But, you's a paper and it's still here. At the wedding on Sunday Plotnik sat next to a guy who had been assistant sports editor at the Wrap for 25 years. He was talking about how everything is being marketed for the internet now, and how traditional sports guys like him were being let go around the country. Well, duh. Ask The Great PunkyDunky about that one.

Plotnik also spent a wonderful evening in Salta, Argentina, with a German sportswriter named Alex, who is the beat writer for Germany's favorite soccer team. That's like traveling with the Yankees. He no longer writes for his newspaper itself, just for its online edition.

Alex and Plotnik spoke about the differences in online writing and traditional writing -- Plotnik had to learn all about that when he started reviewing movies. Online writing is far more concise, you have less space and it is presumed that the online reader has less attention span than the traditional newspaper reader. It apparently takes less energy to punch RETURN than to physically turn a page.

Which gets us back to Rashard Lewis tying the score at 94-84.

In the old days they would have published a next-day apology and retraction of that typo. Now, they won't even notice it. It's only a game.

And they won't notice it when Republicans and Democrats throw lie after lie at each other and Republicans threaten and Democrats pretend to be shocked. It's only a game.

Plotnik does not feel the political parties are at fault here. It is their job to denigrate the other guys. It is the fault of TV and Print.

I mean, what happens when a fan runs out on the field in the middle of a baseball game? They take the TV off him. They don't even show the fool being tackled by police and being led away. Publicity is all he wants anyway and he is denied that.

So why not do the same with this horse manure we call political exchange? Ramp it down, not up. Ignore it. It WILL go away if nobody is watching. How many people read Sarah Palin's twitters? 200? How many read the internet reports about them?

Jesus, this is so stupid and so obvious.

America's attention span is presumed to be short. Give 'em a short byte and a headline and they will punch RETURN and move on. Why don't we just punch RETURN and move on to things more important than if Nancy Pelosi being targeted by Republicans means 'targeted' or 'TARGETED?' Punch RETURN. Move on.

The old headline would read: "Lack of Substance in America's News and Dialogue Between Parties Upsets The Great Plotnik."

The new headline is: "Plotnik Sick."



Wednesday, March 24, 2010

Is Life Just a Shooting Star?

How is this happening so fast? Not to go all misty on you, but seeing this photo reminded Plotnik of the song he wrote for Belly's daddy when he was probably just a little younger than she is:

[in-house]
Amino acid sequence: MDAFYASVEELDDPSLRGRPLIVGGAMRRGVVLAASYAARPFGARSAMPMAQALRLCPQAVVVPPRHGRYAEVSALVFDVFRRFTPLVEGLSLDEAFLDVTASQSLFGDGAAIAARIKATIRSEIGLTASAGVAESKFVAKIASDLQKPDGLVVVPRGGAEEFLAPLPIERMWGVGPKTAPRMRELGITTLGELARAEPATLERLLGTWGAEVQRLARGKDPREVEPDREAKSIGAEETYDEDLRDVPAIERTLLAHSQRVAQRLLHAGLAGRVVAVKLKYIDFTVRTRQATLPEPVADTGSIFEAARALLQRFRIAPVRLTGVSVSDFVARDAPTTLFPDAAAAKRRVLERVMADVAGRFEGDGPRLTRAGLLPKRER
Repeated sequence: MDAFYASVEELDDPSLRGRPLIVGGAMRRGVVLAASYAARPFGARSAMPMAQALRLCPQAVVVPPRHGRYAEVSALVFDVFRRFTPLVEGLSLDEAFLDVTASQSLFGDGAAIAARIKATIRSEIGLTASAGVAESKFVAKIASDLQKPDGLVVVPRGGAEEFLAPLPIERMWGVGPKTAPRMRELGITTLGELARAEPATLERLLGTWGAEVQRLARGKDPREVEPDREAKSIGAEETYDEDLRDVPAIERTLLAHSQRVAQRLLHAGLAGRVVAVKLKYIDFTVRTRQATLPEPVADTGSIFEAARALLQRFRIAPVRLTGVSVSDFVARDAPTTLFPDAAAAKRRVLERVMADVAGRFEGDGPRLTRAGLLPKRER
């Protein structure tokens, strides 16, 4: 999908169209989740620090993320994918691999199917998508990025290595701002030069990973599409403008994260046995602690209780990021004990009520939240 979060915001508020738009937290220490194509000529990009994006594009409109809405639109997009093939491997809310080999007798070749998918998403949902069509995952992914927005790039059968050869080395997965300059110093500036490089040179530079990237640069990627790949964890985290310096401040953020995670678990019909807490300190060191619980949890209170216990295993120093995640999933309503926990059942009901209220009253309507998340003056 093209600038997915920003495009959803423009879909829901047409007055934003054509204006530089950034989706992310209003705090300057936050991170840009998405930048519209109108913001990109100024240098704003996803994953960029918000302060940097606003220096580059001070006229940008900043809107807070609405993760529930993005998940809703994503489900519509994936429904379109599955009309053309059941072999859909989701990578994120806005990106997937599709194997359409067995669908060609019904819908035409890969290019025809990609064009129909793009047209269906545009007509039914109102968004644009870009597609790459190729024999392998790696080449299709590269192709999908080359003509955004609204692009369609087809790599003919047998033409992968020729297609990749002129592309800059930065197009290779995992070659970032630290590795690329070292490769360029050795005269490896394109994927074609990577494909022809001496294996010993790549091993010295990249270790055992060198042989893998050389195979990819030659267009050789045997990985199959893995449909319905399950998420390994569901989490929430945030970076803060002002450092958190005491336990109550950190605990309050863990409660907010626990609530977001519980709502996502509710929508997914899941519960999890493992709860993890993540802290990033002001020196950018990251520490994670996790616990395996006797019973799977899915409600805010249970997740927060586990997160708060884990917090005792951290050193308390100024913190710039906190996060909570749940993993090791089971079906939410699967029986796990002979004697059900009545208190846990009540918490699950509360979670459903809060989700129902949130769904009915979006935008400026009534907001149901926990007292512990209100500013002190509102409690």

"Don't grow
Stay the way you are
Don't grow
Is life just a shooting star?"

Tuesday, March 23, 2010


The Great Plotnik is back at his desk, which is covered with Victor Jara CDs, computers, cables, a flash drive and a mike and a mike stand and a wall phone that is for the time being a desk phone because the cheap plastic wall mount broke, a coffee cup from New Orleans, an old drum machine from Tokyo, speakers, a kleenex box, invitations from press agents and theater companies, pictures of Isabella...hmm, let's stop for a moment and look at that one, awww...and that one...awwww...and ten zillion pieces of paper which should probably be looked at before, say, October, and Plotnik's mug from college filled with pens that don't write and grease pencils with no tips. And the old computer keyboard and the old PC monitor and the old PC mouse.

The first thing that has to be done when you get home from a trip is to clean up all the litter from before you left. Your mind is littered enough with thoughts like "My, it felt free and wonderful to be on our own and moving through the clear, clean air of Patagonia," and "My, wasn't it a great feeling to be hiking on that glacier and staring at those cave paintings and playing that white charango (which you should have bought, you cheapskate) and, my, how about tango-ing in the park?"

Sunday, March 21, 2010

Only in America

Eight Hare Krishnas playing frisbee in Tilden Park.

Ira married Jobeth at the Brazilian Room in Tilden Park. There were no obvious Hare Krishnas in the audience but there may have been a Harry Kirschner.

It was a beautiful wedding with a chocolate theme. Each table had different chocolate bars for wedding favors. Plot and Duck got Green and Black's. It's really good.

It's beautiful when two people in their fifties find each other. Thank goodness for J-Date.

Saturday, March 20, 2010

Saint Plotniko and the Livin' is Easy

Saturday morning, and the living is easy.
Bagels toasting, and the coffee is nigh.
Your Plotnik's fat, and his Duck is good looking.
So hush, little Plottie, don't you cry.

Stop your whinin' already.

Plot took to the hills on his plotkicycle this morning and thought he'd drop dead as a doornail before he got to the second hill. But he didn't. When he walked into the bagel shop the Korean lady greeted him like she always does, with a napkin to blow his nose into after his bike ride, and the owner scooped up six poppy seed bagels and a tub of cream cheese and put them in a bag. Plottie didn't have to say a word except "Thanks, guys."

Across the street at the farmer's market the Sikh in the blue turban hasn't changed his tune: "Oh Good Morning Sir I am giving you a sample?"